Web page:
1) Excerpted from an article originally published as M. W. Peng, 2013, An institution- based view of IPR protection. Business Florizons, 56(2): 135-139. © Kelley School of Business, Indiana University. Reprinted with permission. I thank Peggy Chaudhry for her able guidance and Alan Zimmerman for his helpful discussion. Discussion questions are added by M. W. Peng. Going above and beyond this case, a longer article with more fully developed arguments can be found in M. W. Peng, D. Ahlstrom, S. Carraher, W. Shi, 2014, How history can inform the debate over intellectual property, working paper, Jindal School of Management, University of Texas at Dallas.
2) For example Mark Twain had to establish residency in Canada in order to protect his novel The Prince and the Pauper, which would then be registered as a Canadian resident's work that would have copyright protection in Canada. Given the tremendous costs involved, few authors could entertain establishing multiple residencies around the world.
Sources: Based on (1) R Chaudhry A. Zimmerman, 2009, The Economics of Counterfeit Trade, Heidelberg, Germany: Springer; (2) W. Fisher, 1999, The growth of intellectual property: A history of the ownership of ideas in the United States, working paper, Harvard Law School, cyber.law.harvard.edu; (3) C. Hill, 2007, Digital piracy: Causes, consequences, and strategic responses, Asia Pacific Journal of Management, 24: 9-25; (4) S. Lohr, 2002, The intellectual property debate take a page from 19th-century America, New York Times, October 14, www.nytimes.com; (5) C. Tomalin, 2011, Charles Dickens: A Life, New York: Viking; (6) A. Zimmerman, 2013, Contending with Chinese counterfeits: Culture, growth, and management responses. Business Horizons, 51(2): 141-148; (7) A. Zimmerman R Chaudhry, 2014, Fighting counterfeit motion pictures, in M. W. Peng, Global Business: 128-130. Cincinnati: Cengage Learning.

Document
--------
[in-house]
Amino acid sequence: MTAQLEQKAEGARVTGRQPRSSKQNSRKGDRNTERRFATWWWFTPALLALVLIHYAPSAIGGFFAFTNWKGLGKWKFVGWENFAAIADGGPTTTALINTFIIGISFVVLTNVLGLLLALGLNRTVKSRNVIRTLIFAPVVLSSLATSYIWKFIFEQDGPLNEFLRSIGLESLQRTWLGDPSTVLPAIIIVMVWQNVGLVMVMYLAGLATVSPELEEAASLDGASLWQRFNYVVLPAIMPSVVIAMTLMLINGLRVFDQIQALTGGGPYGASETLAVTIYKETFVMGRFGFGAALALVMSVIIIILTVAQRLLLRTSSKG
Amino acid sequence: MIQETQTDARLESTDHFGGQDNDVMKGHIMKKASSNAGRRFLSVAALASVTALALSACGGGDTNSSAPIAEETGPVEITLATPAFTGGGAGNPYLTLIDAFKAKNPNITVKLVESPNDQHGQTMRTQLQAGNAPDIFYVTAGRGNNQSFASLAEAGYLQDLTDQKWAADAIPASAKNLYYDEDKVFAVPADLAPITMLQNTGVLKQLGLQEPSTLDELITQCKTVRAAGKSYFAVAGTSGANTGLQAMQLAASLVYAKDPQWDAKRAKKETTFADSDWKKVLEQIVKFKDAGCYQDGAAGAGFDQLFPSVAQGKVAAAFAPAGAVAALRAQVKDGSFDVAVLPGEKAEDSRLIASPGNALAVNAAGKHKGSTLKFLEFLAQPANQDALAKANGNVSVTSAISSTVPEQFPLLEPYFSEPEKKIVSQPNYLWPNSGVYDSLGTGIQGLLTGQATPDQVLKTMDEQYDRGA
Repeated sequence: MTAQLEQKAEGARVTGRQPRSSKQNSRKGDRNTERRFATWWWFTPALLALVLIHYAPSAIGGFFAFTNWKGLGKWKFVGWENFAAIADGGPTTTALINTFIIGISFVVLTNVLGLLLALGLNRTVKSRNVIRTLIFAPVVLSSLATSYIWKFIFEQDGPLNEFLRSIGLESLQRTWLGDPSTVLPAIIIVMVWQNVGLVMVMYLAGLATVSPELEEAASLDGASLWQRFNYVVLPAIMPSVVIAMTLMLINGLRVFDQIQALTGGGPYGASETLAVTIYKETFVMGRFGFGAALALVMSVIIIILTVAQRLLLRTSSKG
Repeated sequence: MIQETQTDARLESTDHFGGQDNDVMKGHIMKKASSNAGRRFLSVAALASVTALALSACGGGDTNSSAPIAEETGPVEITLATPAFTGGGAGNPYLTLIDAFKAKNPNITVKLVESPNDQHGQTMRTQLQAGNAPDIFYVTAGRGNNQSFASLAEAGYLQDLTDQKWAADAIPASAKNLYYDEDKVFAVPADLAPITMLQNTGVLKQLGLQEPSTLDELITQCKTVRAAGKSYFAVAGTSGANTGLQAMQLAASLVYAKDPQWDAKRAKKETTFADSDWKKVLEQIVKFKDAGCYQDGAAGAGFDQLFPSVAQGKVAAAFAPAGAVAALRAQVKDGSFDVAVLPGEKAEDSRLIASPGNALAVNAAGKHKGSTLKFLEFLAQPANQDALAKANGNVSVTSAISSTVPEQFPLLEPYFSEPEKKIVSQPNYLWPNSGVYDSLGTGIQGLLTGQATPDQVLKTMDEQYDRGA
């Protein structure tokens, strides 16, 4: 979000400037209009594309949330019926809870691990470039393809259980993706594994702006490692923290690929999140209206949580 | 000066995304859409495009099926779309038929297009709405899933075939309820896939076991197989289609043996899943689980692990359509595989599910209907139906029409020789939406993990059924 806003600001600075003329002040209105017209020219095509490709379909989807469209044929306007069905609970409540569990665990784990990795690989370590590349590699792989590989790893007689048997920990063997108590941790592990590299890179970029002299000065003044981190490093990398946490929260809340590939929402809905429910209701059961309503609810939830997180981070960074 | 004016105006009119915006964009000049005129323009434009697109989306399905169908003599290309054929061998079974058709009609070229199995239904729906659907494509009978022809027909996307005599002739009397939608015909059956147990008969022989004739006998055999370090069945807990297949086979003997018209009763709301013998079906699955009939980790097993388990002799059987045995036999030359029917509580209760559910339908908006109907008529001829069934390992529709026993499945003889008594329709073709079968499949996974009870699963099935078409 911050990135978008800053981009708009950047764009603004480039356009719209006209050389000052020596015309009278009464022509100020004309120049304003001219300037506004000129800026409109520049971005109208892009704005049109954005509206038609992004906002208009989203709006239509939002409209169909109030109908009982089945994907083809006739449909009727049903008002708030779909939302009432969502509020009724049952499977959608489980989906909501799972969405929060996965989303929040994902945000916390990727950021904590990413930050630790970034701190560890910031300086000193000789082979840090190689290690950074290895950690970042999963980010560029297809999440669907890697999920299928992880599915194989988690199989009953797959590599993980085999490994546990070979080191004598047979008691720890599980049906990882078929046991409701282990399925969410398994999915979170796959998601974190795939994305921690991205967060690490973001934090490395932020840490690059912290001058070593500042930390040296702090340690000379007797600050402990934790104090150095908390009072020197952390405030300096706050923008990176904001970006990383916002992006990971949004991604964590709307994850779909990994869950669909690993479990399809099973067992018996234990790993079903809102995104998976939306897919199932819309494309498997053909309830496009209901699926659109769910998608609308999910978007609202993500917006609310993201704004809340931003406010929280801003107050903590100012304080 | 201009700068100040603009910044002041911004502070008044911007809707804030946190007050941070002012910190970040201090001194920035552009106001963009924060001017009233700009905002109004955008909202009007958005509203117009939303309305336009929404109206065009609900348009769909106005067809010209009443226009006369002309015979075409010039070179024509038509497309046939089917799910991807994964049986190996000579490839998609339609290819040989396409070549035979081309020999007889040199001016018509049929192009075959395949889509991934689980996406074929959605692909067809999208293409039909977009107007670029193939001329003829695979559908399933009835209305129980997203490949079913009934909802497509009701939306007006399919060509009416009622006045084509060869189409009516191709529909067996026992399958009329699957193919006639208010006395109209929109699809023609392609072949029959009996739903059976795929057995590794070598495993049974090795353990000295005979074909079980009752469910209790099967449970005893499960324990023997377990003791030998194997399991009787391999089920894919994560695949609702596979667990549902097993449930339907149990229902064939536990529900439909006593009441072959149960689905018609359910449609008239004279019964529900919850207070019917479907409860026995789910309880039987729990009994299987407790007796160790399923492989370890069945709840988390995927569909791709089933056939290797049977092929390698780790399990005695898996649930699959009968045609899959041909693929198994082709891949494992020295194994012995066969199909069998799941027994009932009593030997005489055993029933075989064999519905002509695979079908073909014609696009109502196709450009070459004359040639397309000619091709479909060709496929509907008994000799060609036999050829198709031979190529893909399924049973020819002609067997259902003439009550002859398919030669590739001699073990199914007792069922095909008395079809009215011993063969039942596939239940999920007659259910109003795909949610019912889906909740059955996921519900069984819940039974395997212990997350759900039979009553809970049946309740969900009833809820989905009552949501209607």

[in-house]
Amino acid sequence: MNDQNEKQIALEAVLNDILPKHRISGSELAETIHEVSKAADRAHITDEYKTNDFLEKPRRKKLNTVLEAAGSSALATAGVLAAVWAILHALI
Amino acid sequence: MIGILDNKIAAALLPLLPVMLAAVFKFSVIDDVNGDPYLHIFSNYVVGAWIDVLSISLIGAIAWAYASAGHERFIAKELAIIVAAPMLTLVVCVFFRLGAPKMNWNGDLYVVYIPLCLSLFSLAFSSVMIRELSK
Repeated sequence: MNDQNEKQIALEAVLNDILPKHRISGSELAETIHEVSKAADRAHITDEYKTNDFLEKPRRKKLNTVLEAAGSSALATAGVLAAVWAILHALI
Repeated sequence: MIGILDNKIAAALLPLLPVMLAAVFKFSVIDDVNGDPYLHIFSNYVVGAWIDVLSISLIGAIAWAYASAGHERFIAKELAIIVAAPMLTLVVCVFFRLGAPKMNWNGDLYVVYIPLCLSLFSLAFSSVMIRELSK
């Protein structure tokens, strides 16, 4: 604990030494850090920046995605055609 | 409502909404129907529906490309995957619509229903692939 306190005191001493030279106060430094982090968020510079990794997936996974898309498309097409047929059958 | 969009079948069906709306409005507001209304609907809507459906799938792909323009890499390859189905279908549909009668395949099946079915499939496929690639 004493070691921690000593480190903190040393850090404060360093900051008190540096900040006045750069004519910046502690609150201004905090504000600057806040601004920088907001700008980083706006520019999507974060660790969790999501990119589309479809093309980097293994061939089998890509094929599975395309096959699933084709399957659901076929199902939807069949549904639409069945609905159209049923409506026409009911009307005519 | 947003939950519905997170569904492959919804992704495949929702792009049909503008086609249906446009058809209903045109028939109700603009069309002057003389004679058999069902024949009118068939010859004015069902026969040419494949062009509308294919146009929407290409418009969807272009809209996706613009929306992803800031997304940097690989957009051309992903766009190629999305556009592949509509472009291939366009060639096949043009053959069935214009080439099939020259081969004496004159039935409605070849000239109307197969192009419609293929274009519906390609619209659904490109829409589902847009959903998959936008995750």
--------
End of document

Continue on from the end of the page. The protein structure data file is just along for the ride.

From an institution-based view, when will China become serious in protecting IPR